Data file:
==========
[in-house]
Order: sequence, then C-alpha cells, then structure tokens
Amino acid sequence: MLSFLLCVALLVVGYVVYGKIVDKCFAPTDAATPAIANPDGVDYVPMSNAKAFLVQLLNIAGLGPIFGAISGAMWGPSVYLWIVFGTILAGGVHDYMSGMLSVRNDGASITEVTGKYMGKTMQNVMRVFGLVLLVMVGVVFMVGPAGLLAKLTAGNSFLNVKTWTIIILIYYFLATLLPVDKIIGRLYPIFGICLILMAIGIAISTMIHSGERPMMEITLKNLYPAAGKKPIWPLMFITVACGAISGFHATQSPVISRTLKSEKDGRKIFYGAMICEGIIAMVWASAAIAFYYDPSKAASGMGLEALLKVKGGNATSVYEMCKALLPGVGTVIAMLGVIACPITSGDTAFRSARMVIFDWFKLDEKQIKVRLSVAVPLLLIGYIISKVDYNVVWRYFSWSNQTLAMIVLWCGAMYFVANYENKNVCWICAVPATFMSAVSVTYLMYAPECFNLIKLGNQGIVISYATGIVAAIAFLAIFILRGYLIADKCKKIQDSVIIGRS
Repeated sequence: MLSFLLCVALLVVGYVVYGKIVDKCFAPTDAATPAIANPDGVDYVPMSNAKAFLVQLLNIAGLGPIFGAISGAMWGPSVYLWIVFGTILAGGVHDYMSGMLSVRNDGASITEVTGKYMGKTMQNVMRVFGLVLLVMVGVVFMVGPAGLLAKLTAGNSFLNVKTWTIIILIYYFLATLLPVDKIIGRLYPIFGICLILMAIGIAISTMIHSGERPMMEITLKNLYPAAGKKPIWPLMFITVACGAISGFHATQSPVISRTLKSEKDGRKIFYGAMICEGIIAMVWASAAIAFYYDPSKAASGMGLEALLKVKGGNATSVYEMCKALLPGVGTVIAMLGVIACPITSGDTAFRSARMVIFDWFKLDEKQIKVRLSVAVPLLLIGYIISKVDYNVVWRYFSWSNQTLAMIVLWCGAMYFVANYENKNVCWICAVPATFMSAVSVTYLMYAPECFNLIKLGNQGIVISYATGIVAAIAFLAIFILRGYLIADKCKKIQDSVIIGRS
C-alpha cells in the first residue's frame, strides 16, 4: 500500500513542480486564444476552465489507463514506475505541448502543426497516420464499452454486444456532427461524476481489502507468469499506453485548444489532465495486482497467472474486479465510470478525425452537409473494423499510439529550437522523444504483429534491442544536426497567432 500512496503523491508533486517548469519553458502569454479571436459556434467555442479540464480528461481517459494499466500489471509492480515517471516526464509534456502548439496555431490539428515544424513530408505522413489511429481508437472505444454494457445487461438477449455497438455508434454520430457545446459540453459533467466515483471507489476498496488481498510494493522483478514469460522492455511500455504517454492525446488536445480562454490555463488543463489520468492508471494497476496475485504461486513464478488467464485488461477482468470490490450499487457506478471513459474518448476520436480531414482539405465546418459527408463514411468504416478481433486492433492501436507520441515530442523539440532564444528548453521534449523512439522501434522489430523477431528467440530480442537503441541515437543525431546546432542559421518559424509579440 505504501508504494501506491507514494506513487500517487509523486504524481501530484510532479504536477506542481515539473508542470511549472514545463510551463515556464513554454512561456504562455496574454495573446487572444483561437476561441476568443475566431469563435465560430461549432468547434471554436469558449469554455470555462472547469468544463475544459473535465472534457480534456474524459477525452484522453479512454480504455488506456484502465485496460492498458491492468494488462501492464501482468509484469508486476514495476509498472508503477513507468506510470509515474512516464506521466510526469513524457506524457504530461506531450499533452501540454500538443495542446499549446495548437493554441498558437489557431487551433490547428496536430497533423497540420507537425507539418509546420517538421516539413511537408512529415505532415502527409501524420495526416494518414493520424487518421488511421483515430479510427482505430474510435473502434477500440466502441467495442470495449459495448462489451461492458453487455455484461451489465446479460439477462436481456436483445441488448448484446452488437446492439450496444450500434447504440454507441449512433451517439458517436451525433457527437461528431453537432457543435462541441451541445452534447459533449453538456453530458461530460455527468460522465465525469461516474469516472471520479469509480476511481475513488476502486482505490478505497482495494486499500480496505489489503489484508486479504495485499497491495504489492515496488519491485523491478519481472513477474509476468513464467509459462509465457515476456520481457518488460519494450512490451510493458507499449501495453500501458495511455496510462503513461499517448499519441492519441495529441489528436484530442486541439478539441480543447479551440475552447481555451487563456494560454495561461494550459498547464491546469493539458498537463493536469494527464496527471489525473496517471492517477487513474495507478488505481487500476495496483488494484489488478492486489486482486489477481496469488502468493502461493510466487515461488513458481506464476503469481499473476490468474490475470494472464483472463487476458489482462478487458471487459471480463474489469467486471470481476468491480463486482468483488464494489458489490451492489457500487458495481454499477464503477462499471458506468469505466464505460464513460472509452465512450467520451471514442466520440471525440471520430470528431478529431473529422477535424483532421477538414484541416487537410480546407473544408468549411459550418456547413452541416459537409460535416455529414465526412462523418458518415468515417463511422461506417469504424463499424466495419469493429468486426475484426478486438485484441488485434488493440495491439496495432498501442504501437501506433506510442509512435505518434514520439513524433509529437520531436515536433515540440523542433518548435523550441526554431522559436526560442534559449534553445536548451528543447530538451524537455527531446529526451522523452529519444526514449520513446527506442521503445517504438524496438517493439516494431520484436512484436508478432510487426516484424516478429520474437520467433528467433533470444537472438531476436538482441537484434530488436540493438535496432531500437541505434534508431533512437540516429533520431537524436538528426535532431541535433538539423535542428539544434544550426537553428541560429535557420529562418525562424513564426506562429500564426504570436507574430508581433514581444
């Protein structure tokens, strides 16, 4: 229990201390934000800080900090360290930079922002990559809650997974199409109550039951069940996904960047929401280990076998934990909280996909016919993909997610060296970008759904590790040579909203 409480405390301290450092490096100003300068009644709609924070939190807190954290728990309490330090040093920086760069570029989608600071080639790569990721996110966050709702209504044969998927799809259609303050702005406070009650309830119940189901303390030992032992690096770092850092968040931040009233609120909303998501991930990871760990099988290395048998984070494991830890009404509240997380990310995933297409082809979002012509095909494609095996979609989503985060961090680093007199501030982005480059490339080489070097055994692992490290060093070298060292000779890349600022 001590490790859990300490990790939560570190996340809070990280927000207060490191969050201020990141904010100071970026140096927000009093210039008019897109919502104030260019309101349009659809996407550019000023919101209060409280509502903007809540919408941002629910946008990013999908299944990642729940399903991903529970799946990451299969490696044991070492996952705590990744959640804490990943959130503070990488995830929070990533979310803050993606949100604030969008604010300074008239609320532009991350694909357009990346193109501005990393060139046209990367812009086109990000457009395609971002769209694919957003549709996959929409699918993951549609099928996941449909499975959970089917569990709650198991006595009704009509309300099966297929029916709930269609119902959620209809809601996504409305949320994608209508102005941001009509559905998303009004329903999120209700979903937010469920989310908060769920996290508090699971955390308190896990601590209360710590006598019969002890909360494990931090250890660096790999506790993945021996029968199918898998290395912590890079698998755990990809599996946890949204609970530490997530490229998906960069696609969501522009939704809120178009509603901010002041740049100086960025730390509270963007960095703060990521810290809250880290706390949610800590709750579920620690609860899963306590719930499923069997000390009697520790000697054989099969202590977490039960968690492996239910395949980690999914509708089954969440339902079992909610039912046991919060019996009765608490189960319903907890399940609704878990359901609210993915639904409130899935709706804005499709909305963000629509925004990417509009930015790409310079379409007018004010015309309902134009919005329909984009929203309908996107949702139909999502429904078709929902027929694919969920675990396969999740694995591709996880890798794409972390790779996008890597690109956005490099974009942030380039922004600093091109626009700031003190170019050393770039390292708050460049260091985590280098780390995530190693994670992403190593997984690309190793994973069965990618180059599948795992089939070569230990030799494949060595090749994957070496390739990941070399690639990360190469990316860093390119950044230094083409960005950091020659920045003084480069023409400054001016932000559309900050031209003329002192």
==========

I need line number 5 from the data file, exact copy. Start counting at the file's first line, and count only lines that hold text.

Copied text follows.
C-alpha cells in the first residue's frame, strides 16, 4: 500500500513542480486564444476552465489507463514506475505541448502543426497516420464499452454486444456532427461524476481489502507468469499506453485548444489532465495486482497467472474486479465510470478525425452537409473494423499510439529550437522523444504483429534491442544536426497567432 500512496503523491508533486517548469519553458502569454479571436459556434467555442479540464480528461481517459494499466500489471509492480515517471516526464509534456502548439496555431490539428515544424513530408505522413489511429481508437472505444454494457445487461438477449455497438455508434454520430457545446459540453459533467466515483471507489476498496488481498510494493522483478514469460522492455511500455504517454492525446488536445480562454490555463488543463489520468492508471494497476496475485504461486513464478488467464485488461477482468470490490450499487457506478471513459474518448476520436480531414482539405465546418459527408463514411468504416478481433486492433492501436507520441515530442523539440532564444528548453521534449523512439522501434522489430523477431528467440530480442537503441541515437543525431546546432542559421518559424509579440 505504501508504494501506491507514494506513487500517487509523486504524481501530484510532479504536477506542481515539473508542470511549472514545463510551463515556464513554454512561456504562455496574454495573446487572444483561437476561441476568443475566431469563435465560430461549432468547434471554436469558449469554455470555462472547469468544463475544459473535465472534457480534456474524459477525452484522453479512454480504455488506456484502465485496460492498458491492468494488462501492464501482468509484469508486476514495476509498472508503477513507468506510470509515474512516464506521466510526469513524457506524457504530461506531450499533452501540454500538443495542446499549446495548437493554441498558437489557431487551433490547428496536430497533423497540420507537425507539418509546420517538421516539413511537408512529415505532415502527409501524420495526416494518414493520424487518421488511421483515430479510427482505430474510435473502434477500440466502441467495442470495449459495448462489451461492458453487455455484461451489465446479460439477462436481456436483445441488448448484446452488437446492439450496444450500434447504440454507441449512433451517439458517436451525433457527437461528431453537432457543435462541441451541445452534447459533449453538456453530458461530460455527468460522465465525469461516474469516472471520479469509480476511481475513488476502486482505490478505497482495494486499500480496505489489503489484508486479504495485499497491495504489492515496488519491485523491478519481472513477474509476468513464467509459462509465457515476456520481457518488460519494450512490451510493458507499449501495453500501458495511455496510462503513461499517448499519441492519441495529441489528436484530442486541439478539441480543447479551440475552447481555451487563456494560454495561461494550459498547464491546469493539458498537463493536469494527464496527471489525473496517471492517477487513474495507478488505481487500476495496483488494484489488478492486489486482486489477481496469488502468493502461493510466487515461488513458481506464476503469481499473476490468474490475470494472464483472463487476458489482462478487458471487459471480463474489469467486471470481476468491480463486482468483488464494489458489490451492489457500487458495481454499477464503477462499471458506468469505466464505460464513460472509452465512450467520451471514442466520440471525440471520430470528431478529431473529422477535424483532421477538414484541416487537410480546407473544408468549411459550418456547413452541416459537409460535416455529414465526412462523418458518415468515417463511422461506417469504424463499424466495419469493429468486426475484426478486438485484441488485434488493440495491439496495432498501442504501437501506433506510442509512435505518434514520439513524433509529437520531436515536433515540440523542433518548435523550441526554431522559436526560442534559449534553445536548451528543447530538451524537455527531446529526451522523452529519444526514449520513446527506442521503445517504438524496438517493439516494431520484436512484436508478432510487426516484424516478429520474437520467433528467433533470444537472438531476436538482441537484434530488436540493438535496432531500437541505434534508431533512437540516429533520431537524436538528426535532431541535433538539423535542428539544434544550426537553428541560429535557420529562418525562424513564426506562429500564426504570436507574430508581433514581444